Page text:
As I was saying, there's no place like home. I was very fortunate to spend some great time with Rebecca, Thomas and Madigan. Whether we were playing a game together or just having a meal with each other it was great just being with them. Rebecca asked me what food I missed the most and I said "sushi", so we went to lunch together at our little sushi place at the shopping center, Sushiyama, and enjoyed some great fish. Not too much sushi in Kansas, and I doubt there is any in Afghanistan.

We had a wonderful Easter holiday and the Easter Bunny hid lots of eggs and two very nice baskets for the kids. He snubbed me as usual and left a big mess of the carrots we left out. I will have to talk to him next year; I wonder if you can send letters to the Easter Bunny? I also had a nice time with Thomas and Madigan shooting off rockets at the park. Pretty amazing how high and far those things go. In fact one went so high and so far that we lost it. After about a half hour of searching we called off the search party and decided it would be easier to buy another rocket. On Tuesday we went to Legoland. We got there right at opening so we were able to jump on a bunch of the good rides before it got too crowded. After the crowds came we spent time in the various playgrounds at the park. It was a beautiful day. Rebecca and I had some alone time and she had the great idea to do a picnic at the beach. We sat on the sand with the waves crashing a few feet away and shared a nice bottle of wine munching on some cheese and shrimp cocktail. I will definitely miss the beach, if you check out a world map you will notice that Afghanistan is land-locked, a perfect place for Navy personnel. On my last day in San Diego, I had the chance to go by WD-40 Company and see some of the folks at the office.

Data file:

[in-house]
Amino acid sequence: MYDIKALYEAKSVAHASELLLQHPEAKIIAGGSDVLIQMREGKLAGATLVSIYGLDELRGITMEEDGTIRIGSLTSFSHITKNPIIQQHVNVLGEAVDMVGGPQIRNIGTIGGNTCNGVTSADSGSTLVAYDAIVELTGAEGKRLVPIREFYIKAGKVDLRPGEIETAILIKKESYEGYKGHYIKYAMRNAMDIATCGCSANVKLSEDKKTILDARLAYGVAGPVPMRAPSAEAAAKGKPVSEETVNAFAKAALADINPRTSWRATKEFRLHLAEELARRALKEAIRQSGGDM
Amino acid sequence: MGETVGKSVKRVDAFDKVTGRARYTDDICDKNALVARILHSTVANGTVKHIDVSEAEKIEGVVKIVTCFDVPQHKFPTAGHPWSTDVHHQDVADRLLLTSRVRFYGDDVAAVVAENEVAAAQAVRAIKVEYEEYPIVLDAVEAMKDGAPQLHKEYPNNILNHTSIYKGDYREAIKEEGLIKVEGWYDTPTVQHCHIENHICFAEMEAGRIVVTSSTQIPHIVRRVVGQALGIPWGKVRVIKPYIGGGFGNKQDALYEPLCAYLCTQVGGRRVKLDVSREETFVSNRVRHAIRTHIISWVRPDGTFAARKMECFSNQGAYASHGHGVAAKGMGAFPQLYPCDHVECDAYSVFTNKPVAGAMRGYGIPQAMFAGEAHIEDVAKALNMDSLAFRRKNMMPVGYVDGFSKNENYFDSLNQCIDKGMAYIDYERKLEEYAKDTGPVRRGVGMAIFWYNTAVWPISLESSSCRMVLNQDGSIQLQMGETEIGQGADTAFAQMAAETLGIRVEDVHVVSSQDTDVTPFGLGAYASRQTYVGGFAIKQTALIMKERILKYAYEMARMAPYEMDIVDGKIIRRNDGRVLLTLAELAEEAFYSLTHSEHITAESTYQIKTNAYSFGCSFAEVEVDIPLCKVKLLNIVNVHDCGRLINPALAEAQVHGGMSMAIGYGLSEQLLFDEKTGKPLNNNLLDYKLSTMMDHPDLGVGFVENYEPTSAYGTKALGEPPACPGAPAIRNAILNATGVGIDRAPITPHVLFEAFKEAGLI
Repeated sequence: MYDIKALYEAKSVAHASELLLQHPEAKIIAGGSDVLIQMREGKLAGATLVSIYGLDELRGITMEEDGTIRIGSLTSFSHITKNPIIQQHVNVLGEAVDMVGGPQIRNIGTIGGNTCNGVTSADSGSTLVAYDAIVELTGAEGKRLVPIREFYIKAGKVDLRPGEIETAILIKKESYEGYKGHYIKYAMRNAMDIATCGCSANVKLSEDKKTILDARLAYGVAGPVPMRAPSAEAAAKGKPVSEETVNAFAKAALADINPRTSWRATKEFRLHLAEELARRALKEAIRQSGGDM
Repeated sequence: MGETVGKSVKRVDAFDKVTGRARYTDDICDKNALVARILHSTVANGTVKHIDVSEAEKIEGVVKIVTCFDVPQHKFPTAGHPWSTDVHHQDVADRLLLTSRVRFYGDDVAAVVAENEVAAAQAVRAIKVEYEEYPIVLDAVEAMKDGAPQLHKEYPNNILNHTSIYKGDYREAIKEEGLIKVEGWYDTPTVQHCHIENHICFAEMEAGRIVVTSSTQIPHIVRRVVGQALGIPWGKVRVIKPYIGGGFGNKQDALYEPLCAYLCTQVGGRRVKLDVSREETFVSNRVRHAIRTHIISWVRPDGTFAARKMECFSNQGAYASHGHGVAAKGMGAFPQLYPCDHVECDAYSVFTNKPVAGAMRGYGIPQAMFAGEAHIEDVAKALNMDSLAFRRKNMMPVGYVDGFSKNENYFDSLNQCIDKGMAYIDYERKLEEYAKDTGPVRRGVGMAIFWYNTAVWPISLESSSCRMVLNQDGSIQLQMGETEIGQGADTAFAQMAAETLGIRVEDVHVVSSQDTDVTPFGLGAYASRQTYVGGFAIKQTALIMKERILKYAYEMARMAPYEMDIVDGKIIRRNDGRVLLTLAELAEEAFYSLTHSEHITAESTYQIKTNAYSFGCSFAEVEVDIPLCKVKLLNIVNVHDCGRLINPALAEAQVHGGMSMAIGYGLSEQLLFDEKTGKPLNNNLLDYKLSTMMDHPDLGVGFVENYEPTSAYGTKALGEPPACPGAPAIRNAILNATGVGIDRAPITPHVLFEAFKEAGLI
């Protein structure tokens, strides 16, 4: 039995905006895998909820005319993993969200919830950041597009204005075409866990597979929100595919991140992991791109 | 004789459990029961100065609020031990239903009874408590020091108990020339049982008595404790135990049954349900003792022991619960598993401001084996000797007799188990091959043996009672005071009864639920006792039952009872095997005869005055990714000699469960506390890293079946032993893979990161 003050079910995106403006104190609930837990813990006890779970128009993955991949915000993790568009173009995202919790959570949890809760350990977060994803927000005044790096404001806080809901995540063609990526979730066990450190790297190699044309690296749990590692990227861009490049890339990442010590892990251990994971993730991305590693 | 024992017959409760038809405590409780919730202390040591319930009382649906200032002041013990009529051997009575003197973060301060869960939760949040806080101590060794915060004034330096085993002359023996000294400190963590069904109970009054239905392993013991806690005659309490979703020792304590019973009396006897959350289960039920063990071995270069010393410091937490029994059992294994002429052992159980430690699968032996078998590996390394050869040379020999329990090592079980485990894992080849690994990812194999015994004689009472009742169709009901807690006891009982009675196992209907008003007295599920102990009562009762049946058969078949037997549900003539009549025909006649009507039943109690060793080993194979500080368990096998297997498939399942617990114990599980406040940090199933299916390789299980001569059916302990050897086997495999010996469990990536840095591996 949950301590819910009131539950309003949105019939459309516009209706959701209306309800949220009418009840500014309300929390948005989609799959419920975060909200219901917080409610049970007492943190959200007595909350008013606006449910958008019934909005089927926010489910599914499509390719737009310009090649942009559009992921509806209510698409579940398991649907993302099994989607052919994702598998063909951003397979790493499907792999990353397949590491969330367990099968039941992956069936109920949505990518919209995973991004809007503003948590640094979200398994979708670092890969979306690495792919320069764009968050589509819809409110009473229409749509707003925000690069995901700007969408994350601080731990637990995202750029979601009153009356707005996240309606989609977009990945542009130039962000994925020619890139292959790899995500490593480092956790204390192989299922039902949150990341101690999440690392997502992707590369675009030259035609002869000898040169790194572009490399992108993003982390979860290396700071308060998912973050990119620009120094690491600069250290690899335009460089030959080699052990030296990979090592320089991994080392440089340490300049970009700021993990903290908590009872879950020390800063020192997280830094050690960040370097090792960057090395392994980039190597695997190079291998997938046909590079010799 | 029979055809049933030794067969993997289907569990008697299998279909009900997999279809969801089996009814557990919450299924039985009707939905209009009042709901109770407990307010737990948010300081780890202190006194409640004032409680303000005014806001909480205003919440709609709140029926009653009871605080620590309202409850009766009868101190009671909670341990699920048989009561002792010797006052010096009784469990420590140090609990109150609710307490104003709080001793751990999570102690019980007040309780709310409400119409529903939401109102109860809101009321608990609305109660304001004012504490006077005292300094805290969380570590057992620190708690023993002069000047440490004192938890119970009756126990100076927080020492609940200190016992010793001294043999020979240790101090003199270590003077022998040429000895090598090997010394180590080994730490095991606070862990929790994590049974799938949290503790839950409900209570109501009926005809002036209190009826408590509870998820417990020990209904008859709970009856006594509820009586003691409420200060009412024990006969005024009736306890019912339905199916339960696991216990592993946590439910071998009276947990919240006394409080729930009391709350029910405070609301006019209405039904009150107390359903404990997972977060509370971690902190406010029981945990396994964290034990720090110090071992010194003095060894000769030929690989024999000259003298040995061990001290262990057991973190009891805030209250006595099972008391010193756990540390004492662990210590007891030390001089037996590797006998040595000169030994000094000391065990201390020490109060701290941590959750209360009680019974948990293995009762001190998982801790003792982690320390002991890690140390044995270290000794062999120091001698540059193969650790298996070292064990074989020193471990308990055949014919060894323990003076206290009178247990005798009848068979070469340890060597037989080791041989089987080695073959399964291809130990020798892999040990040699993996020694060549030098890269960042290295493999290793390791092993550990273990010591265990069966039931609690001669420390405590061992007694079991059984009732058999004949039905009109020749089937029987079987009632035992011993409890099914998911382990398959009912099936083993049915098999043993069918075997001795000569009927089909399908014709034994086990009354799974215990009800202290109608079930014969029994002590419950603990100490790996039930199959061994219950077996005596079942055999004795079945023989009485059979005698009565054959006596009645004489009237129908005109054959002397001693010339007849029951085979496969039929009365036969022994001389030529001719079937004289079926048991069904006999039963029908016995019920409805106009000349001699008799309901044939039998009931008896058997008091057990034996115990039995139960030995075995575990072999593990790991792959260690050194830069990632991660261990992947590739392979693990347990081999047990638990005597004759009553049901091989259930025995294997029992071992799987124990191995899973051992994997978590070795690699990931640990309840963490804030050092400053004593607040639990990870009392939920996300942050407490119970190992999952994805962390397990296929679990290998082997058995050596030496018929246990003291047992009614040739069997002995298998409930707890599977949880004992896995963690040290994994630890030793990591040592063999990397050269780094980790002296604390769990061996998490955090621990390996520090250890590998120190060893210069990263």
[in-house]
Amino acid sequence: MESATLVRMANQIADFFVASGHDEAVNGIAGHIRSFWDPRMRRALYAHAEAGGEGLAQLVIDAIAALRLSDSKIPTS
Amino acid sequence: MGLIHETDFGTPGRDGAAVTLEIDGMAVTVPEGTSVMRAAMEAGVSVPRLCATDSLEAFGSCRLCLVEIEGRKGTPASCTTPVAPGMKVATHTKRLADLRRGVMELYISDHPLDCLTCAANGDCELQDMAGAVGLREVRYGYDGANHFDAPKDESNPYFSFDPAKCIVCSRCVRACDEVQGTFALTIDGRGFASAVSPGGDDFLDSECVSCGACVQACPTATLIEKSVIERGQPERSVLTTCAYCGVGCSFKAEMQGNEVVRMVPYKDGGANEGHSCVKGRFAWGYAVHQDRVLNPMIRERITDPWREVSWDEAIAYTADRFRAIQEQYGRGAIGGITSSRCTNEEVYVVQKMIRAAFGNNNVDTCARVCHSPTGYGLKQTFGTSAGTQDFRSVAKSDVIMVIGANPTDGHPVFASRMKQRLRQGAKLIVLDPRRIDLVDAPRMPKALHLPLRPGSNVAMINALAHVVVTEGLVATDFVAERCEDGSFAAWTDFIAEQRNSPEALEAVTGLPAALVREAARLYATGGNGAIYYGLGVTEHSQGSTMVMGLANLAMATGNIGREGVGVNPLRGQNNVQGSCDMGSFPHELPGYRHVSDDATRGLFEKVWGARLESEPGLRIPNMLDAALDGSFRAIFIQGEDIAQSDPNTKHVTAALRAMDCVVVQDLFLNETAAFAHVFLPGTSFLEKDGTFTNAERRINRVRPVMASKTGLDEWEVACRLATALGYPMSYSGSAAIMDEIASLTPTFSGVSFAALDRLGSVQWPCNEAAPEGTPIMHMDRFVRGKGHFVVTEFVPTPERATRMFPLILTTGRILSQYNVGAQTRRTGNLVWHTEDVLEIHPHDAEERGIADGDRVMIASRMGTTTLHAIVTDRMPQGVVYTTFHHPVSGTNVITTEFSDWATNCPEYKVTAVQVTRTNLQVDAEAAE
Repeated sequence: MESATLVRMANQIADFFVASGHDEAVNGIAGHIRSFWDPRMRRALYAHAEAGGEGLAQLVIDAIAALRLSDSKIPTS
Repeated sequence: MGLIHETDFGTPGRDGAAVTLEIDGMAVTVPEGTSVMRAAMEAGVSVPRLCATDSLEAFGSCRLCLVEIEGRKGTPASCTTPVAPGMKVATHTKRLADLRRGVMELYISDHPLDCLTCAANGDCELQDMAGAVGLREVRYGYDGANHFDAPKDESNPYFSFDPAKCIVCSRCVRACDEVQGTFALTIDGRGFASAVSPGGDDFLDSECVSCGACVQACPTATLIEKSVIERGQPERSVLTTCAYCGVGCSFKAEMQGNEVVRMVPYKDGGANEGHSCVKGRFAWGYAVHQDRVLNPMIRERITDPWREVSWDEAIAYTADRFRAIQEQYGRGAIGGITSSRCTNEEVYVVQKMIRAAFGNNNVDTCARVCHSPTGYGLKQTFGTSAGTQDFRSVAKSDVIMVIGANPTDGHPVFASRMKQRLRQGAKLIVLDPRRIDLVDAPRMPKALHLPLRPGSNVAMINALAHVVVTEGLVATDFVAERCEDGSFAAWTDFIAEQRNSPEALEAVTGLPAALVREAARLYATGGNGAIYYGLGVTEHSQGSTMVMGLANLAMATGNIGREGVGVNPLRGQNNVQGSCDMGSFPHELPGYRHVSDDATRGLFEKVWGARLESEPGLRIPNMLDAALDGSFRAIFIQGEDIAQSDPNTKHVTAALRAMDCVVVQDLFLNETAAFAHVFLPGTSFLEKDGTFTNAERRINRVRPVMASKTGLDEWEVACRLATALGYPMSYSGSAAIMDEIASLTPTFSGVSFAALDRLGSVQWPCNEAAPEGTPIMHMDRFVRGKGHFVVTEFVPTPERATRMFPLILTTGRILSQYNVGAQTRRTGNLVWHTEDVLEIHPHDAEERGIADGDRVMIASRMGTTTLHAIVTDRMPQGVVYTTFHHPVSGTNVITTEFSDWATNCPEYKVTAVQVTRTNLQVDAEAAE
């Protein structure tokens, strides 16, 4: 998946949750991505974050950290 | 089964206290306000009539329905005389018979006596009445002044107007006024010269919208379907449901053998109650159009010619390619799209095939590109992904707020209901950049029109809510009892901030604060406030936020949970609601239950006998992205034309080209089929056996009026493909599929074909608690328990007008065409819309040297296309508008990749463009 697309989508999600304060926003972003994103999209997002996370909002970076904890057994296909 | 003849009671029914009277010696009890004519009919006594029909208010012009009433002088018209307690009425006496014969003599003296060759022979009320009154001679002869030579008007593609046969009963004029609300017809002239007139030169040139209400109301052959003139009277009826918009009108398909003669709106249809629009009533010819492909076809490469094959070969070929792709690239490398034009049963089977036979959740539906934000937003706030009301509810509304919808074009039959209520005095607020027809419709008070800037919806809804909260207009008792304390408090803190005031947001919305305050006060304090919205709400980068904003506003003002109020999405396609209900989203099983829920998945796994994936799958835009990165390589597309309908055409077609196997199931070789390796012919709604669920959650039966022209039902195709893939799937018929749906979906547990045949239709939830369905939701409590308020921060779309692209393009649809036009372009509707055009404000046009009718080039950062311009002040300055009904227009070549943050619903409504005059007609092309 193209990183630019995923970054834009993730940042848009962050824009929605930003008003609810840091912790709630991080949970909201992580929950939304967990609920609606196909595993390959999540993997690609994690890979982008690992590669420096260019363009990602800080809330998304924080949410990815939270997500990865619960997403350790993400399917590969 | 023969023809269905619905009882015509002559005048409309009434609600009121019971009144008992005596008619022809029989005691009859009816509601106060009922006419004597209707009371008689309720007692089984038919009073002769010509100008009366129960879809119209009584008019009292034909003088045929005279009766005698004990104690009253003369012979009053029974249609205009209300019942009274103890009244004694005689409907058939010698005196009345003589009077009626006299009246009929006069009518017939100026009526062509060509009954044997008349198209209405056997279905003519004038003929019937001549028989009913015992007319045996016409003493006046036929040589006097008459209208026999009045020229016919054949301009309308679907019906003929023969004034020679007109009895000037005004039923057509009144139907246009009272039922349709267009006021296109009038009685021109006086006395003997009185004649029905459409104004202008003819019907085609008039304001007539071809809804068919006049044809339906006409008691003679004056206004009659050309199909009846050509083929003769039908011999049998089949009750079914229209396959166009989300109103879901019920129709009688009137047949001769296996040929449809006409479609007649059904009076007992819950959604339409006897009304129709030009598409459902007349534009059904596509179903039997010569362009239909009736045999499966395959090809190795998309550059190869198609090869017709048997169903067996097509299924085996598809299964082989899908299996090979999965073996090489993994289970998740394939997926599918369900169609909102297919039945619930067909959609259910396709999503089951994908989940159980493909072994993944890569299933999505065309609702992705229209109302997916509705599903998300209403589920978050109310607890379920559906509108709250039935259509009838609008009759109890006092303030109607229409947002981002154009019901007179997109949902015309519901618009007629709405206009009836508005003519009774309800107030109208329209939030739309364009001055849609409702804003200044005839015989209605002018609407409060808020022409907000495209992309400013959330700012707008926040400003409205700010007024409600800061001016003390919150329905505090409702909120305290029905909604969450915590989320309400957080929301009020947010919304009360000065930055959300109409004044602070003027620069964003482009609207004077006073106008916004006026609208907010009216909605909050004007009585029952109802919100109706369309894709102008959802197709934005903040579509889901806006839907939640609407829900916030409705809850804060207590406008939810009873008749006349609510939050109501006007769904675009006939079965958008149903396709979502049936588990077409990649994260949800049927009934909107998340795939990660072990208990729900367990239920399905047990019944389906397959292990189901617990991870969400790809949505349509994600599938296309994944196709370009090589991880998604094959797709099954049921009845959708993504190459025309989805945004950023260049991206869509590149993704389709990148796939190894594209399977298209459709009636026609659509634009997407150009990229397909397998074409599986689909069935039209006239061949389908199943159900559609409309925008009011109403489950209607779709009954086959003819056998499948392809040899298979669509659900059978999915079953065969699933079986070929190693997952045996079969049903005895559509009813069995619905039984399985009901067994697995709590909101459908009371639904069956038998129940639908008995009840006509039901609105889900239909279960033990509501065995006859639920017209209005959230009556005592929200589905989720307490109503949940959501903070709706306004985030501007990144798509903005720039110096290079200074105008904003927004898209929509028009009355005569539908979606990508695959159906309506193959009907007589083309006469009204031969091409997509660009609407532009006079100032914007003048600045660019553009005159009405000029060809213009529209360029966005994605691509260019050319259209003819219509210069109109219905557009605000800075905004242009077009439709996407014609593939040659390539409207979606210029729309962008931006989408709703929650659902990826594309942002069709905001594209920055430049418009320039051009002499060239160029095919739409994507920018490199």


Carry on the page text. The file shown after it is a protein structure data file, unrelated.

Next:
As I write this, I am counting down the hours until I fly back to Kansas and then it is off to Afghanistan where I will spend a fun-filled year in the desert. You might notice this update is a little late, I guess I was enjoying myself too much to break away and sit at the computer. I will probably be a little bit out of touch for the next couple weeks as I get to Afghanistan and get settled. Also remember for those you have missed some of the e-mail updates, they are posted on my blog at

Peace to you all,


Sunday, April 1, 2007